LITTLE ROCK, Ark. Kali Hardig, the 12-year-old girl who recovered from a deadly "brain-eating" amoeba, visited the site where she was believed to have contracted the organism.
Kali returned to Willow Springs Water Park in Little Rock, Ark. on Monday -- her first time back since her illness -- to help owners announce a benefit fishing tournament for her later this month.
"There are no hard feelings," said Kali's mother, Traci Hardig, who was with her daughter for the announcement at the water park, where the benefit will be held. "They (the water park owners) are just a family, just like us. This is their livelihood. It's OK to come out here. It's OK to support them."
The girl was, and although it is often fatal she recovered after being treated at Arkansas Children's Hospital.
PAM is caused by the Naegleria fowleri amoeba, a commonly found microbe that lives in freshwater and soil. The amoeba is only dangerous if it enters through the nose and makes its way to the brain. There, it can cause an infection that makes the brain swell called meningitis. Death usually occurs around five days after the first signs of symptoms occur in 99 percent of cases, the Centers for Disease Control and Prevention reports.
Naegleria fowleri is typically found in warm water up to 115 degrees F, which makes it more common during the summer months in the southern parts of the U.S. However, it is extremely rare to contract PAM. The infection has an incidence rate of about one in 33 million people.
Health officials say there were 128 reported infections like Kali's in the United States between 1962 and 2012. Before Kali, doctors could only point to one known survivor in the U.S. and another in Mexico.
Kali was treated, which is not approved for use in the United States. It has been prescribed occasionally to treat breast cancer and to treat a parasitic infection called leishmaniasis. In emergency situations, the CDC has given the drug out with permission from the Food and Drug Administration to treat amebic infections. This past August, the to the drug following the success of Kali's recovery in order to make it easier for physicians to get it in an emergency situation.
After contracting the amoeba in July,on Sept. 11.
After Kali's illness was diagnosed, water park owners David and Lou Ann Ratliff closed the sandy-bottomed lake to swimming and said they only would reopen it if they could afford a cement bottom.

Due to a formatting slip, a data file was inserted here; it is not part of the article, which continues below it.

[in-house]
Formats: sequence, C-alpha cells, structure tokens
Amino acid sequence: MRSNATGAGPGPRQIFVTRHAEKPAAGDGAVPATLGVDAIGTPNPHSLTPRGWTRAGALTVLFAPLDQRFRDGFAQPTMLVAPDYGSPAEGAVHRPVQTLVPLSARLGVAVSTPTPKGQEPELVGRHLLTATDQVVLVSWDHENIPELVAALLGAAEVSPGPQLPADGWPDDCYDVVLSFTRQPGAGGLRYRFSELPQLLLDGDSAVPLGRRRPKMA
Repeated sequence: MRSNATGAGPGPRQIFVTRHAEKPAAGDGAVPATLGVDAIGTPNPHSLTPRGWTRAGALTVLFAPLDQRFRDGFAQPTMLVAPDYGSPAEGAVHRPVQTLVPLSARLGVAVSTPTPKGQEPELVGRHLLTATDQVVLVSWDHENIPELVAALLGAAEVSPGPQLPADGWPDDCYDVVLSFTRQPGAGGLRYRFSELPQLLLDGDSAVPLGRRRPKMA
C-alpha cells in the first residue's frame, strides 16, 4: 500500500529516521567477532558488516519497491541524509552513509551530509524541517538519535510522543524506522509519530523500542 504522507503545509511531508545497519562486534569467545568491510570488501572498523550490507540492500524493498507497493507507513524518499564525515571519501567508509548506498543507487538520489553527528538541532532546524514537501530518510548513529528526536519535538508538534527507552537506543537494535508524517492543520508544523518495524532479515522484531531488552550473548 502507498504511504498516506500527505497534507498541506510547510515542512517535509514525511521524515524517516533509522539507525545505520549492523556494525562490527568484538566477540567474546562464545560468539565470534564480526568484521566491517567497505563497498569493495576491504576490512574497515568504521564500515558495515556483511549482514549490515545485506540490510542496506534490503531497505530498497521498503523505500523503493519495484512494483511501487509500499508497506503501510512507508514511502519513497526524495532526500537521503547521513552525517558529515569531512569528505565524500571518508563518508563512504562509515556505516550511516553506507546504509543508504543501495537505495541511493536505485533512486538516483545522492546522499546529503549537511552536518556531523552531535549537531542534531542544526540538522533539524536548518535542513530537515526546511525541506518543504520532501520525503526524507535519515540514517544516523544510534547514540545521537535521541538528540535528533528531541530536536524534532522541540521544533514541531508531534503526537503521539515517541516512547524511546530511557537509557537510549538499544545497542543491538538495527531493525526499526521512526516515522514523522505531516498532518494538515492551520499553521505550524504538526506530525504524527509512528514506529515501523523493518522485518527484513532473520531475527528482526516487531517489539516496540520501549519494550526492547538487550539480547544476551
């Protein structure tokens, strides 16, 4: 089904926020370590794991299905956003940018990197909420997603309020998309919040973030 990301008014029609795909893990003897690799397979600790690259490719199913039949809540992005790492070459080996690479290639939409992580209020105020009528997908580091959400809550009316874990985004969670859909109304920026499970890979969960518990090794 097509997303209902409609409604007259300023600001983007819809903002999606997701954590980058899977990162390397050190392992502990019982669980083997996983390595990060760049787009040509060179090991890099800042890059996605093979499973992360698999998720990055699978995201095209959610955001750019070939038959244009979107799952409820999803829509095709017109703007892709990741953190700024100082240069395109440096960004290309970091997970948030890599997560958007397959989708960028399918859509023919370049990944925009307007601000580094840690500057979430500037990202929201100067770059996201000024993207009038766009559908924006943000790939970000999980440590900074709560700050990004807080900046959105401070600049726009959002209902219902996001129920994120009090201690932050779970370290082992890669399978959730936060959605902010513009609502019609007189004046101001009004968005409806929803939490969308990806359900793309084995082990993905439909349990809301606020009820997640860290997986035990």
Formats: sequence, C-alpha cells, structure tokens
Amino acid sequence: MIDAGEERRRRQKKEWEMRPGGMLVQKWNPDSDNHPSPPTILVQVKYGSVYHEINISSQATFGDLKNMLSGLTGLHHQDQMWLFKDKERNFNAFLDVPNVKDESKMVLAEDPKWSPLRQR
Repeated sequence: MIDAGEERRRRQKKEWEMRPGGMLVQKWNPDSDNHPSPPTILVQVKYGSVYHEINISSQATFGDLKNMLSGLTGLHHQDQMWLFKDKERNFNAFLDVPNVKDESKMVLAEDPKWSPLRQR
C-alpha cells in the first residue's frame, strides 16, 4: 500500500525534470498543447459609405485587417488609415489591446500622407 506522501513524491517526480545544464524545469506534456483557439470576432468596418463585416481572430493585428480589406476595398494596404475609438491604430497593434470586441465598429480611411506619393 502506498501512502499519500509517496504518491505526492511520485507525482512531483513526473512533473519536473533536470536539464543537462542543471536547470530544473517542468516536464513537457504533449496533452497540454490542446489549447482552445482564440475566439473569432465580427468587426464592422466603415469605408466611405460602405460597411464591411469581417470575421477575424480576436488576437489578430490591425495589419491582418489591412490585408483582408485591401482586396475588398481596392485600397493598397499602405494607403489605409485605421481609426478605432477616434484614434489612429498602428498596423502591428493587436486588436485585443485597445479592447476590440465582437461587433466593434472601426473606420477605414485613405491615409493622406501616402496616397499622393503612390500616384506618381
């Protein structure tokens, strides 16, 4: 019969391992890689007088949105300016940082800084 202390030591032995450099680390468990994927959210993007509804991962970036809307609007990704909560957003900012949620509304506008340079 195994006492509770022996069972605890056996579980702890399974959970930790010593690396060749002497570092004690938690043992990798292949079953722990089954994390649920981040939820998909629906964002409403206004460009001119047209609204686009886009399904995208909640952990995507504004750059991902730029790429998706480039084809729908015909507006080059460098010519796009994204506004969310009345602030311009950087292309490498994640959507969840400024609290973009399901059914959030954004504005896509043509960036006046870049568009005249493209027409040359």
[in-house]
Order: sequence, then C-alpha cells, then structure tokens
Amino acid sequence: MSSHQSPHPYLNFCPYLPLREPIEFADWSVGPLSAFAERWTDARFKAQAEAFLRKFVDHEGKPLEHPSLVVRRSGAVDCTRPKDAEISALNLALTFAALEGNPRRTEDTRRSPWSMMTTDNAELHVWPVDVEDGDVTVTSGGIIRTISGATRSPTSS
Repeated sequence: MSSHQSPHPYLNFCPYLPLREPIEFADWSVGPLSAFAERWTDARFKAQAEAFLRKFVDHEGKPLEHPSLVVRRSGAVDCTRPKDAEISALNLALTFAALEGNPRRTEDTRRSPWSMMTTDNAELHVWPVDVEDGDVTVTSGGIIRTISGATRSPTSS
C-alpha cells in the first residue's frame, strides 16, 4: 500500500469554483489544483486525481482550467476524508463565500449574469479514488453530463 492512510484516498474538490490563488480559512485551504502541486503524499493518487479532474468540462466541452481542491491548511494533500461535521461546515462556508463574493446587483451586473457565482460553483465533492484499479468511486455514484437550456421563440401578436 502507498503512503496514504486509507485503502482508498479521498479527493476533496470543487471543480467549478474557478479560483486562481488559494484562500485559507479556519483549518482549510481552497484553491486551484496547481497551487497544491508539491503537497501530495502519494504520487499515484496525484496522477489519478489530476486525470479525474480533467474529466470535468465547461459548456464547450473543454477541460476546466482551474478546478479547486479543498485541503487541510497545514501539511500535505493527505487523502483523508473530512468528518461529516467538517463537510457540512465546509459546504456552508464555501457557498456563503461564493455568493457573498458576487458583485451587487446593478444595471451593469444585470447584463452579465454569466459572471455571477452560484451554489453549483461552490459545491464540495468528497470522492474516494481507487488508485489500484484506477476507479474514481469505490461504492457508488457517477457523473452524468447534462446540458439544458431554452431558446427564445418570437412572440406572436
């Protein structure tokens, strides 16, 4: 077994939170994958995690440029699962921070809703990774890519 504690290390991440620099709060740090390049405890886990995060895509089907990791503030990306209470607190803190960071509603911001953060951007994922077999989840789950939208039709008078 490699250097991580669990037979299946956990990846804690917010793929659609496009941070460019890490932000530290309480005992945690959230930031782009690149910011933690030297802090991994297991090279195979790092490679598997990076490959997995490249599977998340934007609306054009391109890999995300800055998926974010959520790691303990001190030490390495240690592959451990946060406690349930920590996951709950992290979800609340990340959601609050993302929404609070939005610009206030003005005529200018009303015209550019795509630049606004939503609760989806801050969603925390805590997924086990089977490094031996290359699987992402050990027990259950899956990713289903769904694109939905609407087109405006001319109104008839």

State health officials have said another case of the parasitic meningitis was possibly connected to the water park, located just south of Little Rock, in 2010.
Before participating in Monday's news conference about the benefit, Kali quietly walked to the edge of the lake by herself.
"I'm proud of her," Traci Hardig said as her daughter stood and looked at the water.
The moment was less dramatic for Kali. "I was just looking for fish," she said.
David Ratliff said he's stocking the lake with catfish, between 1.5 and 12 pounds, for the Oct. 26 tournament. The entry fee is $20 in advance and $25 the day of the event, with the proceeds going to Kali and her family. The park also will have carnival games for a fall festival that coincides with the tournament.
Ratliff said swimming still will be off-limits. There will be hookups for RVs and storage for those vehicles, boats and campers.
Traci Hardig said Kali is continuing with physical, speech and occupational therapy while attending school. The girl appears unaffected by her ordeal, for which she was hospitalized into September.
She speaks clearly, moves smoothly and said that she performed a cartwheel over the weekend.
Kali said it felt good to return to Willow Springs.
"I like having fun here," she said. "I have a lot of fun here with my friends."
The 85-year-old park has long been a destination for school field trips and family recreation.
Kali's mother said she hasn't lost sight of how fortunate she is to still have her daughter.
"I had a lot of faith in this," Traci Hardig said. "I feel like I got a miracle."